His tolerance, then, for opinions he thought mistaken cannot easily be derided as facile or woolly. Rather, it can be attributed to his belief that “my own eyes are not enough for me” (An Experiment in Criticism). He knew that he needed other perspectives to supplement, relieve, and correct his own. And this big-hearted attitude was not just a persona he adopted for professional purposes; it informed his closest friendships too.

C.S. Lewis & the Art of Disagreement

C.S. Lewis would not allow disagreement to become personal. He could always distinguish the man from the man’s opinion, and he knew the difference between an argument and a quarrel.

His tolerance, then, for opinions he thought mistaken cannot easily be derided as facile or woolly. Rather, it can be attributed to his belief that “my own eyes are not enough for me” (An Experiment in Criticism). He knew that he needed other perspectives to supplement, relieve, and correct his own. And this big-hearted attitude was not just a persona he adopted for professional purposes; it informed his closest friendships too.

 

C.S. Lewis would not allow disagreement to become personal. He could always distinguish the man from the man’s opinion, and he knew the difference between an argument and a quarrel. Truth was ultimately at stake, and truth mattered to him…

As a fellow of one of the colleges at the University of Oxford, I have the responsibility of being senior member (faculty supervisor) of two student-run societies, the C.S. Lewis Society, a literary and theological discussion group, and Oxford Students for Life, a group that aims to promote a culture in which the unborn, the disabled, the terminally ill, and other vulnerable minorities have a place.

In recent years, the pro-life group has discovered how deeply people at Oxford disagree not only with its viewpoint but also with its very right to exist and hold meetings. On one occasion, the group had permission to stage a debate on abortion rescinded at just a few hours’ notice because of a threat of disruption from students who objected to their college hosting such a discussion.

On another occasion, the opposition was subtler. We were interrupted halfway through a meeting and advised by a college official to draw the curtains so that the female Member of Parliament addressing us on gender-selective abortion should not be visible from the quad. Our opponents outside the room felt it would be easier if we were required to hide ourselves from them, rather than that they should avert their eyes from us.

The other society of which I’m faculty supervisor, the C.S. Lewis Society, has experienced no such run-ins with these opponents of free speech on campus. But I mention the Lewis Society because Lewis is a helpful example to consult when considering how to interact with people one disagrees with in an academic environment.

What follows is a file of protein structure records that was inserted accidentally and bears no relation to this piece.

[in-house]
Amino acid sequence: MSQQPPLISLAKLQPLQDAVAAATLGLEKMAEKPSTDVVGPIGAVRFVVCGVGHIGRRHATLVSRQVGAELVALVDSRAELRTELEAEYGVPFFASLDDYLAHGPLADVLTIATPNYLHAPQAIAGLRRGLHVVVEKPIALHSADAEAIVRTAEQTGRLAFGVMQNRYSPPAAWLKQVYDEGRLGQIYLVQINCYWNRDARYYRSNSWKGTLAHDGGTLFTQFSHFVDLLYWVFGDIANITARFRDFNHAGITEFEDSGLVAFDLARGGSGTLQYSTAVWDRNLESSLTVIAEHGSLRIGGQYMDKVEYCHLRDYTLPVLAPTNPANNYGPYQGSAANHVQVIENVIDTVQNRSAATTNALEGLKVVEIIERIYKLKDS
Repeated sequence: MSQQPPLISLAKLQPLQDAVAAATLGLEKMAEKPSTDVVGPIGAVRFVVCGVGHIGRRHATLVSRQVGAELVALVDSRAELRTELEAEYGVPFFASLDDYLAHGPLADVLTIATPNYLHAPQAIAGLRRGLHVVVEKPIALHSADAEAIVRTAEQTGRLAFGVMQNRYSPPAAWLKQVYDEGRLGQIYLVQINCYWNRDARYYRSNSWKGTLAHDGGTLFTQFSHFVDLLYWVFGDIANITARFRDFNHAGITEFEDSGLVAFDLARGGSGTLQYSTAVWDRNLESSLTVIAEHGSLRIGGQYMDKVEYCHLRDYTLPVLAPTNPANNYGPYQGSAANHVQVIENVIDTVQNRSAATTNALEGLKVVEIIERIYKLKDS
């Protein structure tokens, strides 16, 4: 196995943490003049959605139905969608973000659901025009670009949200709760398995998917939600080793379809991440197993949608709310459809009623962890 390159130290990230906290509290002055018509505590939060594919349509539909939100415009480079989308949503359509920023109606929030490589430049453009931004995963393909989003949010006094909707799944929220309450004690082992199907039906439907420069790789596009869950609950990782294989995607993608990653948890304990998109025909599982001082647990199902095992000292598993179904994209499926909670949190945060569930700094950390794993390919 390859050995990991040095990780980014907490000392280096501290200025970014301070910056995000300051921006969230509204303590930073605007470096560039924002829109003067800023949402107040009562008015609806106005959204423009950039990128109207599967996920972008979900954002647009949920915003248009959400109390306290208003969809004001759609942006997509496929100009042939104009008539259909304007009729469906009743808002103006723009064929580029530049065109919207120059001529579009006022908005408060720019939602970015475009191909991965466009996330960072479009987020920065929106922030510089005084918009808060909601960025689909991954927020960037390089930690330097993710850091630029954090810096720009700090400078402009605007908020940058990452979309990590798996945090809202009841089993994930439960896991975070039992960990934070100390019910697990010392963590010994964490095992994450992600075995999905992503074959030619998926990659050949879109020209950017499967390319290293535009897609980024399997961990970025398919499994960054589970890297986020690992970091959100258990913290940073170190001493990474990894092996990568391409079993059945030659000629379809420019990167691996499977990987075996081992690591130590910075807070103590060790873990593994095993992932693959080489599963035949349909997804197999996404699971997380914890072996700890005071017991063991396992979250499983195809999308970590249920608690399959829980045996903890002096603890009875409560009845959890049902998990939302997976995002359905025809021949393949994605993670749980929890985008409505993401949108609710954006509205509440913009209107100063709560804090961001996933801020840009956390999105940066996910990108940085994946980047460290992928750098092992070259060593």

Pugnacity

Lewis relished disagreement and debate. George Watson, who attended Lewis’s lectures at Oxford and later worked alongside him at Cambridge, recalls how “Lewis was a Christian conservative from around the age of thirty, which is to say before I knew him; and since I am neither one nor the other, there was never any question of doctrinal influence. If I was not exactly a friend, still less was I a disciple. That in no way altered my sense of admiration and affection…. We both thrived on dissent…. The best teacher I ever had, and the best colleague, he did not ask or expect me to share his convictions.”

Another student, Derek Brewer, remembers how Lewis would sometimes say, in the course of a tutorial, “I couldn’t disagree more!” but not in a way that indicated he was offended or that Brewer was somehow unjustified in holding an opinion Lewis considered mistaken. He did not indulge in “moralizing exclusiveness,” Brewer observes. Though they often differed, this led to a “fruitful dichotomy of attitudes,” not to a chilling of their pedagogical relationship.

Lewis’s aim, so W.J.B. Owen avers, was to help his students make their points better, not principally to change their views so they accorded more nearly with his own. The nonsocialist Lewis selected John Lawlor for a scholarship to Oxford (Lawlor recollects), despite having “my clamantly socialist papers before him.”

And as with living students, so with dead authors: he was open-minded to authors whose work he considered morally objectionable (e.g., Marlowe and Carlyle) and never told his students not to read them. “There was nothing paranoid about him,” says Brewer.

Roger Poole observes how this open-mindedness reflected not just a personal moral preference but also a deliberate intellectual strategy in Lewis’s approach to the study of literature. Literary criticism was not a quantifiable skill; it couldn’t be “modularized.” Therefore, a lot of dialogue was needed, with many diverse perspectives: “He kept on enquiring, both of himself and of his hearers, how it could be learnt about, entered into or existentially grasped.”

“Rational convictions were what he sought,” Brewer remarks. “He was always ‘thinking for his life,’ to use the phrase he once used approvingly of Professor Gilbert Ryle, the great Oxford atheist philosopher of his day.”

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